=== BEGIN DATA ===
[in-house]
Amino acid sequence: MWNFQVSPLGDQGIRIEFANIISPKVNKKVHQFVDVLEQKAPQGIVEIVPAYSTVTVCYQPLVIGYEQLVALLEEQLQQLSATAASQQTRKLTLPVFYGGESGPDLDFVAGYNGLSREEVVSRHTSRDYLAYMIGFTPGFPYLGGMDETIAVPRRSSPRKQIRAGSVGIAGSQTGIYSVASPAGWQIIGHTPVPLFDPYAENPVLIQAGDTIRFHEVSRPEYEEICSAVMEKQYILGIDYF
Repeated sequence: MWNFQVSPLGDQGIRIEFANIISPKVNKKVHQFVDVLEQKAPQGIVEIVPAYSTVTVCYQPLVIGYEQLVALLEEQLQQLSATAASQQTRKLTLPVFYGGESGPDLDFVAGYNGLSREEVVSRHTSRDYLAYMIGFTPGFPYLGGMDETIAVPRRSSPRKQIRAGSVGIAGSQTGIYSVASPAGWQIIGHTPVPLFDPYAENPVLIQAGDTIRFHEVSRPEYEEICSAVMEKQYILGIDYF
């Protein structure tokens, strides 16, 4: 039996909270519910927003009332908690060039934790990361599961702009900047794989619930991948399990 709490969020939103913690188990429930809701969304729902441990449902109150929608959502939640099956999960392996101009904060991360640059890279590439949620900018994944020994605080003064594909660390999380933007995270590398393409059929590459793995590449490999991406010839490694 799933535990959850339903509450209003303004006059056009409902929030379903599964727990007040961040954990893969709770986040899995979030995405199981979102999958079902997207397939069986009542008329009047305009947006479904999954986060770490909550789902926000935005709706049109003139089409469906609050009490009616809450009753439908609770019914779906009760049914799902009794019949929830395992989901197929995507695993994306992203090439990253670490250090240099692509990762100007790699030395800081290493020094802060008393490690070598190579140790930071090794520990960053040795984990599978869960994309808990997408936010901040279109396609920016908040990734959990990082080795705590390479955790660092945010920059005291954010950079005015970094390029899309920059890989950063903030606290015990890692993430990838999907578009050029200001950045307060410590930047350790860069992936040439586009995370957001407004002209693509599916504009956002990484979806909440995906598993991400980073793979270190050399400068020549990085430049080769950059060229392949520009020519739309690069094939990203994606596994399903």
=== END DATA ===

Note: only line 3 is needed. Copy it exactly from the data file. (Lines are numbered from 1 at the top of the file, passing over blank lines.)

Repeated sequence: MWNFQVSPLGDQGIRIEFANIISPKVNKKVHQFVDVLEQKAPQGIVEIVPAYSTVTVCYQPLVIGYEQLVALLEEQLQQLSATAASQQTRKLTLPVFYGGESGPDLDFVAGYNGLSREEVVSRHTSRDYLAYMIGFTPGFPYLGGMDETIAVPRRSSPRKQIRAGSVGIAGSQTGIYSVASPAGWQIIGHTPVPLFDPYAENPVLIQAGDTIRFHEVSRPEYEEICSAVMEKQYILGIDYF